Archive for the 'Alcohol - Potion or Poison?' Category
April 28th, 2010 by Nina Thompson, ARNP
Four common behaviors, when combined, can increase the risk of death and age a person by 12 years, according to a recent large study from the University of Oslo.
The bad habits were: smoking tobacco; drinking greater than three alcoholic drinks per day for men and more than two daily for women; getting less than two hours of physical activity per week; and eating fruits and vegetables less than three times daily.
People in the study who had all four habits had a substantially increased risk of death but also seemed 12 years older than those with the healthiest lifestyles.
Source: Elisabeth Kvaavik, PhD; G. David Batty, PhD; Giske Ursin, MD, PhD; Rachel Huxley, DPhil; Catharine R. Gale, PhD , “Influence of Individual and Combined Health Behaviors on Total and Cause-Specific Mortality in Men and Women, The United Kingdom Health and Lifestyle Survey”, Arch Intern Med. 2010;170(8):711-718
March 10th, 2010 by Nina Thompson, ARNP
Light to moderate drinking may keep women from gaining too much weight, according to the researchers from the Brigham & Women’s Hospital in Boston.
In their recent 13-year study of normal-weight women younger than 50, those who drank light to moderate amounts of alcohol daily, gained less weight and had a lower risk of becoming overweight or obese than either teetotalers or those who drank too much.
These findings and conclusions are highly controversial for a number of reasons. Experts do agree that further research is needed to confirm these conclusions, but certainly the findings should not be used as a license to drink.
The fact remains that alcohol is well known to increase the risk of cancers of the mouth, pharynx, larynx, esophagus, liver, and breast. Regular consumption of even a few drinks per week is associated with an increased risk of breast cancer in women. In fact, the American Cancer Society warns that those at high risk of breast cancer may want to consider not drinking any alcohol at all.
Wang L, et al “Alcohol consumption, weight gain, and risk of becoming overweight in middle-aged and older women” Arch Intern Med 2010; 170(5): 453-61.
Source: “Cheers! A Drink a Day May Keep the Pounds Away”, MedPage Today, March 8, 2010
Source: “Common Questions about Diet and Cancer” from the American Cancer Society
February 8th, 2010 by Nina Thompson, ARNP
According to a recent study, beer is good for bone health. But experts critical of the study, say it may be a good source of dietary silicon, but any attempt to link beer drinking to bone health is not based on scientific data.
The recent study of 100 commercial beers revealed an average of 29.4 mg/L of silicon, with a range of 6.4 to 56.4 mg/L, but no link between dietary silicon and bone density was established. In fact, the study did not look at bone mineral density or analyze any patient data at all.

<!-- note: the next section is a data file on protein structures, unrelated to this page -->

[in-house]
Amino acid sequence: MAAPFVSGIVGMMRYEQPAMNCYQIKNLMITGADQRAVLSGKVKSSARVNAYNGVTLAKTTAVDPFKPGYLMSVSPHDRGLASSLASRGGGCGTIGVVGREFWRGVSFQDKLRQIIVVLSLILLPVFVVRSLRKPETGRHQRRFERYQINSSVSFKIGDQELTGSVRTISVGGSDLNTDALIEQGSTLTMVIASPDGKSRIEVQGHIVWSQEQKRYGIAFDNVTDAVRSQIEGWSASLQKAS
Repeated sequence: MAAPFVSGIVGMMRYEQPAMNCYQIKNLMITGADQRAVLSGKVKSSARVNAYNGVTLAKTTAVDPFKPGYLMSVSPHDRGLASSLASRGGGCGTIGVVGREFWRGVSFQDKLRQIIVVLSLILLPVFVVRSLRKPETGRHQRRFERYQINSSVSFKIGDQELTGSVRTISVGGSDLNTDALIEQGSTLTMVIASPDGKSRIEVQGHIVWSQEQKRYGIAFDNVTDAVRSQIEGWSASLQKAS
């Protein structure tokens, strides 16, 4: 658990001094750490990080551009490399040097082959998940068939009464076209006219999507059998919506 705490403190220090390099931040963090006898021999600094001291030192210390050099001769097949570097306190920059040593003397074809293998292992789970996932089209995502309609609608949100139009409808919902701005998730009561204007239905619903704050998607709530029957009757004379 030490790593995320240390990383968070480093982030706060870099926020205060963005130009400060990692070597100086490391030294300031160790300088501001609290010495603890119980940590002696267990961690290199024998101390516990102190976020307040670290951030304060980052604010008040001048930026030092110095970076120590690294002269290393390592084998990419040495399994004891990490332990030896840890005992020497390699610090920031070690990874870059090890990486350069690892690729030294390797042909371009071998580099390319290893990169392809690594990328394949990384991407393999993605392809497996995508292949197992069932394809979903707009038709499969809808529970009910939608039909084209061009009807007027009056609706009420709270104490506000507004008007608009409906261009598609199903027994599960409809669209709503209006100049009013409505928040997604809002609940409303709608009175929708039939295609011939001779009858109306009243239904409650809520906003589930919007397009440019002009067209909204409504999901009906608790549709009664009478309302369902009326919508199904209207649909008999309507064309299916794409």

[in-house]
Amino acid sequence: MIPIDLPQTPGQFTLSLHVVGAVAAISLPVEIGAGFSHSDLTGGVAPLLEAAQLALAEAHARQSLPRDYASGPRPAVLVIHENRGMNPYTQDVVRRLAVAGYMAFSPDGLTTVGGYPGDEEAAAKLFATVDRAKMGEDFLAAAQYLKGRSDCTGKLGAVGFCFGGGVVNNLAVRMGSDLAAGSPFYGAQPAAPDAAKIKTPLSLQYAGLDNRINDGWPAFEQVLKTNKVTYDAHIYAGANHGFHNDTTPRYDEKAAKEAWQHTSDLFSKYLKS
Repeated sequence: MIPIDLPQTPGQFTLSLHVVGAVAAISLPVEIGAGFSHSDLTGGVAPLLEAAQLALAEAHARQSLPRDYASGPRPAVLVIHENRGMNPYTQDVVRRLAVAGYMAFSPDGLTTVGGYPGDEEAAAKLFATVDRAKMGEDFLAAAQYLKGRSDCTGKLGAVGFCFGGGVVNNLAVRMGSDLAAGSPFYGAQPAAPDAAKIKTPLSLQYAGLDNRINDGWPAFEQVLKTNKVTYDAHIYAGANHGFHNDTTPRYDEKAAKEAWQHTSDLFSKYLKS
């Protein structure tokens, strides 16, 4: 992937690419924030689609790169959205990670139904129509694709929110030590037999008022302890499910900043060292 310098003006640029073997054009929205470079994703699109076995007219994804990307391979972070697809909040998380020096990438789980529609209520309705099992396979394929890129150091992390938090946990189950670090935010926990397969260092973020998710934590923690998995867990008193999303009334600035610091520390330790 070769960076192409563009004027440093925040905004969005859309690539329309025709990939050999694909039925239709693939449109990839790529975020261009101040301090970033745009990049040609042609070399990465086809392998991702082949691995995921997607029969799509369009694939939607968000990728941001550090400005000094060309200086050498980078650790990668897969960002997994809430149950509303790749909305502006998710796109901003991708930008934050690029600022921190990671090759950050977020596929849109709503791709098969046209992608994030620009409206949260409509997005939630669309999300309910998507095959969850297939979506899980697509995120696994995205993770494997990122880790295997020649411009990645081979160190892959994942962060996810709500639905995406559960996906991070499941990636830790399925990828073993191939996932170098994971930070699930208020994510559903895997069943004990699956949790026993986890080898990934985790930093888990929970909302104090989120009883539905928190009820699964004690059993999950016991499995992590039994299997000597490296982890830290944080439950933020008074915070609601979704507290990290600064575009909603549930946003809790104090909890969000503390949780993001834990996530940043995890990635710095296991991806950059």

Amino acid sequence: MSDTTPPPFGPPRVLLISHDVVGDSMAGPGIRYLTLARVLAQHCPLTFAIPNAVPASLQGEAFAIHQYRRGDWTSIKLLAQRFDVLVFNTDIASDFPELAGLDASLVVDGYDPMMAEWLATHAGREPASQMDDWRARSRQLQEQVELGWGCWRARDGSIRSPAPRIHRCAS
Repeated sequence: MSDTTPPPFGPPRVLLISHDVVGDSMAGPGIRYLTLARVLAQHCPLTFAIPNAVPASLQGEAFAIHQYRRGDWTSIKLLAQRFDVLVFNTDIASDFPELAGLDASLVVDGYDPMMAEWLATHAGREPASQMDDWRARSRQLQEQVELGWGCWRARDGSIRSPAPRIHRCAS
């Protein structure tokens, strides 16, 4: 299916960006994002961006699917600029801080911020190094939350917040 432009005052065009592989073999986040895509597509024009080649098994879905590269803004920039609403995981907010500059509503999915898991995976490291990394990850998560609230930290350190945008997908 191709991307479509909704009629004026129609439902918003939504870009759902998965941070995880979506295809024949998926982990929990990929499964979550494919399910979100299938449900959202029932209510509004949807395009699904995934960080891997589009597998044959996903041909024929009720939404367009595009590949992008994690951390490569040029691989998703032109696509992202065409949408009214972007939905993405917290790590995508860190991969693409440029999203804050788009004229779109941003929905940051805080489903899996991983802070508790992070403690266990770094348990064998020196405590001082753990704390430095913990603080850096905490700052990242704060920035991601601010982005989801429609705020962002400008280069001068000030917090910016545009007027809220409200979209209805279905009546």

There may be some merits to the study, say researchers, but it does not provide evidence that drinking beer is an appropriate preventive measure for bone health.
Source: “Down a Beer to Improve Bone Health? Not So Fast”, MedPage Today, February 7, 2010
Source: Journal of the Science of Food and Agriculture
April 14th, 2009 by Nina Thompson, ARNP
Frequently patients who survive critical illnesses later become clinically depressed, according to researchers from Johns Hopkins University. In their recent study of intensive care (ICU) patients who suffered either multiple organ failure, underwent surgery, or received high doses of benzodiazepine (Xanax, Valium) while in the ICU, 26% of the participants were suffering symptoms of depression at six months after ICU discharge.
Depression is a true medical condition that strikes people of all ages, backgrounds, and ethnic groups. The exact cause of it is not entirely certain, but we do know: depression tends to run in families, it is cyclical and tends to recur, it is usually triggered by a stressful event, and it is associated with an imbalance of chemicals in the brain.
Normal function of the brain involves a complex interaction of chemicals, called neurotransmitters. Depression is associated with an imbalance of these neurotransmitters.
Depression occurs in waves, or spells, and can last for months or even years if left untreated. Sometimes people who are depressed try to feel better by using alcohol or drugs. This doesn’t help the depression in the long run; in fact, alcohol and illegal drug use are well known for making depression worse and can easily lead to a vicious downhill path of substance abuse and addiction.
Depression is not a sign of weakness or a character flaw. It is a true medical condition like diabetes or hypertension, and it is often an overwhelming disease. Depression deeply affects not only the person who is depressed, but close family and friends are usually greatly impacted as well.
More people suffer from depression than you might think. Twenty-five percent of all women and up to 12% of all men in the U.S. will experience an episode of major depression some time in their lives. A person who is depressed to the point that it interferes with daily activities should seek medical care.
There are many treatments available. Prescription medicines for depression or anxiety may be helpful. Talking to a mental health professional and your friends and family about your feelings and the experience can also help. Regular daily exercise, if you are medically able, is extremely helpful in treating depression.